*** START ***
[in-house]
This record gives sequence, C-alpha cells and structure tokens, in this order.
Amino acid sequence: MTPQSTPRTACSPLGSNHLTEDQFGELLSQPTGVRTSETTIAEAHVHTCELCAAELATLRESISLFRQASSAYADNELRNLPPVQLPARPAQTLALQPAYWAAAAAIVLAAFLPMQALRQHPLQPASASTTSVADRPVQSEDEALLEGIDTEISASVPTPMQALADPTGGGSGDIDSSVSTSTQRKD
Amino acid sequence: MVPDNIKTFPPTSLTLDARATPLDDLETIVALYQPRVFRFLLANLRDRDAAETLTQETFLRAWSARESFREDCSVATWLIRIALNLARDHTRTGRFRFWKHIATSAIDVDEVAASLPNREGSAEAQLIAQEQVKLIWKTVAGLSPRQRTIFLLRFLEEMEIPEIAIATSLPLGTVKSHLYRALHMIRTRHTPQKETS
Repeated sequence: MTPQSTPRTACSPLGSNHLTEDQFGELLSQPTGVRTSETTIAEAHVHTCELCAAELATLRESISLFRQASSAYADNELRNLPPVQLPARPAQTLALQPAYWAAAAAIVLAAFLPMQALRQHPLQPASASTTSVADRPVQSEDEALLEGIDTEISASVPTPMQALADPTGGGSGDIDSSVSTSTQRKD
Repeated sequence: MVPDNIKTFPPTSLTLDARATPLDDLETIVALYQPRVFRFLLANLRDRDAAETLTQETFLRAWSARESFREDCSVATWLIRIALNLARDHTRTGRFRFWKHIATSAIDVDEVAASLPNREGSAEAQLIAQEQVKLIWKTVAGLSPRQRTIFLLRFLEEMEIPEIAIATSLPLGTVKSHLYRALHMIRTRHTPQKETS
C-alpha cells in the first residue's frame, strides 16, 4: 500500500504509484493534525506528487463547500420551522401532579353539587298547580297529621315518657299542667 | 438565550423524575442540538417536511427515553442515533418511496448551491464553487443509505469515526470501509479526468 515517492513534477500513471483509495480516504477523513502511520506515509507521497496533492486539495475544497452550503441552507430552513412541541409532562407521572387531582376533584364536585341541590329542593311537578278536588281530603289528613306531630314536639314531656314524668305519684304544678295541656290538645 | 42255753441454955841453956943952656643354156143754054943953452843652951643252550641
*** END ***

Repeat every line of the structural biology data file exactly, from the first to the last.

[in-house]
This record gives sequence, C-alpha cells and structure tokens, in this order.
Amino acid sequence: MTPQSTPRTACSPLGSNHLTEDQFGELLSQPTGVRTSETTIAEAHVHTCELCAAELATLRESISLFRQASSAYADNELRNLPPVQLPARPAQTLALQPAYWAAAAAIVLAAFLPMQALRQHPLQPASASTTSVADRPVQSEDEALLEGIDTEISASVPTPMQALADPTGGGSGDIDSSVSTSTQRKD
Amino acid sequence: MVPDNIKTFPPTSLTLDARATPLDDLETIVALYQPRVFRFLLANLRDRDAAETLTQETFLRAWSARESFREDCSVATWLIRIALNLARDHTRTGRFRFWKHIATSAIDVDEVAASLPNREGSAEAQLIAQEQVKLIWKTVAGLSPRQRTIFLLRFLEEMEIPEIAIATSLPLGTVKSHLYRALHMIRTRHTPQKETS
Repeated sequence: MTPQSTPRTACSPLGSNHLTEDQFGELLSQPTGVRTSETTIAEAHVHTCELCAAELATLRESISLFRQASSAYADNELRNLPPVQLPARPAQTLALQPAYWAAAAAIVLAAFLPMQALRQHPLQPASASTTSVADRPVQSEDEALLEGIDTEISASVPTPMQALADPTGGGSGDIDSSVSTSTQRKD
Repeated sequence: MVPDNIKTFPPTSLTLDARATPLDDLETIVALYQPRVFRFLLANLRDRDAAETLTQETFLRAWSARESFREDCSVATWLIRIALNLARDHTRTGRFRFWKHIATSAIDVDEVAASLPNREGSAEAQLIAQEQVKLIWKTVAGLSPRQRTIFLLRFLEEMEIPEIAIATSLPLGTVKSHLYRALHMIRTRHTPQKETS
C-alpha cells in the first residue's frame, strides 16, 4: 500500500504509484493534525506528487463547500420551522401532579353539587298547580297529621315518657299542667 | 438565550423524575442540538417536511427515553442515533418511496448551491464553487443509505469515526470501509479526468 515517492513534477500513471483509495480516504477523513502511520506515509507521497496533492486539495475544497452550503441552507430552513412541541409532562407521572387531582376533584364536585341541590329542593311537578278536588281530603289528613306531630314536639314531656314524668305519684304544678295541656290538645 | 42255753441454955841453956943952656643354156143754054943953452843652951643252550641